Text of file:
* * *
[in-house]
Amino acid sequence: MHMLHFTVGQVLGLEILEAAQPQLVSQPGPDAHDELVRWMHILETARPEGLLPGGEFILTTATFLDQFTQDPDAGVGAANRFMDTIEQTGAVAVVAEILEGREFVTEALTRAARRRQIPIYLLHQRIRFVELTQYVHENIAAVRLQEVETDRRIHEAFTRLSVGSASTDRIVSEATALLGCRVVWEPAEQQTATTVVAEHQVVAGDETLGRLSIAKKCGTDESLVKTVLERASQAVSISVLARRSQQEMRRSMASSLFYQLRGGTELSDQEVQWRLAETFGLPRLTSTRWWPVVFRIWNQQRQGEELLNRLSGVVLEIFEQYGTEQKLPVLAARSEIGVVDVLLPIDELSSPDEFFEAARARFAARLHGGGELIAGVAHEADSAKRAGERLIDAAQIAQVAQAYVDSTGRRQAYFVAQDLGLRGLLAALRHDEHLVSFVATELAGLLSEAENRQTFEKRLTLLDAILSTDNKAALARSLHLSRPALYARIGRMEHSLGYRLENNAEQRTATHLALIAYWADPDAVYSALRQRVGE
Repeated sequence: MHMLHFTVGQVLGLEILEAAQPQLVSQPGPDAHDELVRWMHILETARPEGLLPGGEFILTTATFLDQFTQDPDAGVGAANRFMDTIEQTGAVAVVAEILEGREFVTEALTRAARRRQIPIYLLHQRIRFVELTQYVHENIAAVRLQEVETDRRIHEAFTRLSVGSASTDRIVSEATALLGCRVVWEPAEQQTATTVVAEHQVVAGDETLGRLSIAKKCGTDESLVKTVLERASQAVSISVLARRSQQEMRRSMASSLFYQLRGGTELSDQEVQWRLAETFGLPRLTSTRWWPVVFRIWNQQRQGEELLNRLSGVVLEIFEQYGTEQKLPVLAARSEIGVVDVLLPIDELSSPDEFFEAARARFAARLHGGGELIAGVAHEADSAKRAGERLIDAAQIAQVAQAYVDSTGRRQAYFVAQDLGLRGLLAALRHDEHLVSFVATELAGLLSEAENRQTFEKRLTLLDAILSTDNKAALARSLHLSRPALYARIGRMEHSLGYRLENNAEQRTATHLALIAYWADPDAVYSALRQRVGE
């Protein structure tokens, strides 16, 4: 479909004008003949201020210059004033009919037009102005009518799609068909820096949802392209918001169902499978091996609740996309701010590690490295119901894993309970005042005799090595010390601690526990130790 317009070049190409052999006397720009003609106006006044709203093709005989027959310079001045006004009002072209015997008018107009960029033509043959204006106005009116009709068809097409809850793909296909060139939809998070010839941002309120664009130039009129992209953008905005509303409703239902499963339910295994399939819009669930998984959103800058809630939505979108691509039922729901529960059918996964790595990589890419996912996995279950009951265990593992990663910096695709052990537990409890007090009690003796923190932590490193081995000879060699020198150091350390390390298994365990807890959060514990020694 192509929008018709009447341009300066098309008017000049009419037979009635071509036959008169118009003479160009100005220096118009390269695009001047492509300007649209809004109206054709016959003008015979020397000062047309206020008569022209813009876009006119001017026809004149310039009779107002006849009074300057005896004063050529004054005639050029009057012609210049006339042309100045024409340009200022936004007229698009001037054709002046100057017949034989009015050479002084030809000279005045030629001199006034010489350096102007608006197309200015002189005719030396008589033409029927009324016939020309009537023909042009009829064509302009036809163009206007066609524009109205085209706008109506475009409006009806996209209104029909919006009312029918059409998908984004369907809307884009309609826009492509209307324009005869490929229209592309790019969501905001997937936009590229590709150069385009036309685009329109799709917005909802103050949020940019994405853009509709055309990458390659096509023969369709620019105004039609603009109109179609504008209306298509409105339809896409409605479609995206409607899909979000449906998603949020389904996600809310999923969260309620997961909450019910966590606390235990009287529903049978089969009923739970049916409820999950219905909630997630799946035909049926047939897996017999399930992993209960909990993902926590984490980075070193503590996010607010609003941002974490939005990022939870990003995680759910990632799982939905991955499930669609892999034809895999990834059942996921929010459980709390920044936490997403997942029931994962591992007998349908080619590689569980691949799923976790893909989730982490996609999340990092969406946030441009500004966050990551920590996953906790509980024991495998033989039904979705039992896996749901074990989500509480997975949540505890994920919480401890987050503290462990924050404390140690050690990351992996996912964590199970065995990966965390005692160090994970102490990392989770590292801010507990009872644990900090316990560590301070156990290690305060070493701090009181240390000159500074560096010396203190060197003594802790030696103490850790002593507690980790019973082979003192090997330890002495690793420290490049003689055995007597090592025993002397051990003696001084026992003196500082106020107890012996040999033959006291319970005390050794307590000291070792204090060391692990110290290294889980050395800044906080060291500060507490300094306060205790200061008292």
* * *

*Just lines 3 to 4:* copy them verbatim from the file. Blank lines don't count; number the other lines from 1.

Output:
Repeated sequence: MHMLHFTVGQVLGLEILEAAQPQLVSQPGPDAHDELVRWMHILETARPEGLLPGGEFILTTATFLDQFTQDPDAGVGAANRFMDTIEQTGAVAVVAEILEGREFVTEALTRAARRRQIPIYLLHQRIRFVELTQYVHENIAAVRLQEVETDRRIHEAFTRLSVGSASTDRIVSEATALLGCRVVWEPAEQQTATTVVAEHQVVAGDETLGRLSIAKKCGTDESLVKTVLERASQAVSISVLARRSQQEMRRSMASSLFYQLRGGTELSDQEVQWRLAETFGLPRLTSTRWWPVVFRIWNQQRQGEELLNRLSGVVLEIFEQYGTEQKLPVLAARSEIGVVDVLLPIDELSSPDEFFEAARARFAARLHGGGELIAGVAHEADSAKRAGERLIDAAQIAQVAQAYVDSTGRRQAYFVAQDLGLRGLLAALRHDEHLVSFVATELAGLLSEAENRQTFEKRLTLLDAILSTDNKAALARSLHLSRPALYARIGRMEHSLGYRLENNAEQRTATHLALIAYWADPDAVYSALRQRVGE
């Protein structure tokens, strides 16, 4: 479909004008003949201020210059004033009919037009102005009518799609068909820096949802392209918001169902499978091996609740996309701010590690490295119901894993309970005042005799090595010390601690526990130790 317009070049190409052999006397720009003609106006006044709203093709005989027959310079001045006004009002072209015997008018107009960029033509043959204006106005009116009709068809097409809850793909296909060139939809998070010839941002309120664009130039009129992209953008905005509303409703239902499963339910295994399939819009669930998984959103800058809630939505979108691509039922729901529960059918996964790595990589890419996912996995279950009951265990593992990663910096695709052990537990409890007090009690003796923190932590490193081995000879060699020198150091350390390390298994365990807890959060514990020694 192509929008018709009447341009300066098309008017000049009419037979009635071509036959008169118009003479160009100005220096118009390269695009001047492509300007649209809004109206054709016959003008015979020397000062047309206020008569022209813009876009006119001017026809004149310039009779107002006849009074300057005896004063050529004054005639050029009057012609210049006339042309100045024409340009200022936004007229698009001037054709002046100057017949034989009015050479002084030809000279005045030629001199006034010489350096102007608006197309200015002189005719030396008589033409029927009324016939020309009537023909042009009829064509302009036809163009206007066609524009109205085209706008109506475009409006009806996209209104029909919006009312029918059409998908984004369907809307884009309609826009492509209307324009005869490929229209592309790019969501905001997937936009590229590709150069385009036309685009329109799709917005909802103050949020940019994405853009509709055309990458390659096509023969369709620019105004039609603009109109179609504008209306298509409105339809896409409605479609995206409607899909979000449906998603949020389904996600809310999923969260309620997961909450019910966590606390235990009287529903049978089969009923739970049916409820999950219905909630997630799946035909049926047939897996017999399930992993209960909990993902926590984490980075070193503590996010607010609003941002974490939005990022939870990003995680759910990632799982939905991955499930669609892999034809895999990834059942996921929010459980709390920044936490997403997942029931994962591992007998349908080619590689569980691949799923976790893909989730982490996609999340990092969406946030441009500004966050990551920590996953906790509980024991495998033989039904979705039992896996749901074990989500509480997975949540505890994920919480401890987050503290462990924050404390140690050690990351992996996912964590199970065995990966965390005692160090994970102490990392989770590292801010507990009872644990900090316990560590301070156990290690305060070493701090009181240390000159500074560096010396203190060197003594802790030696103490850790002593507690980790019973082979003192090997330890002495690793420290490049003689055995007597090592025993002397051990003696001084026992003196500082106020107890012996040999033959006291319970005390050794307590000291070792204090060391692990110290290294889980050395800044906080060291500060507490300094306060205790200061008292």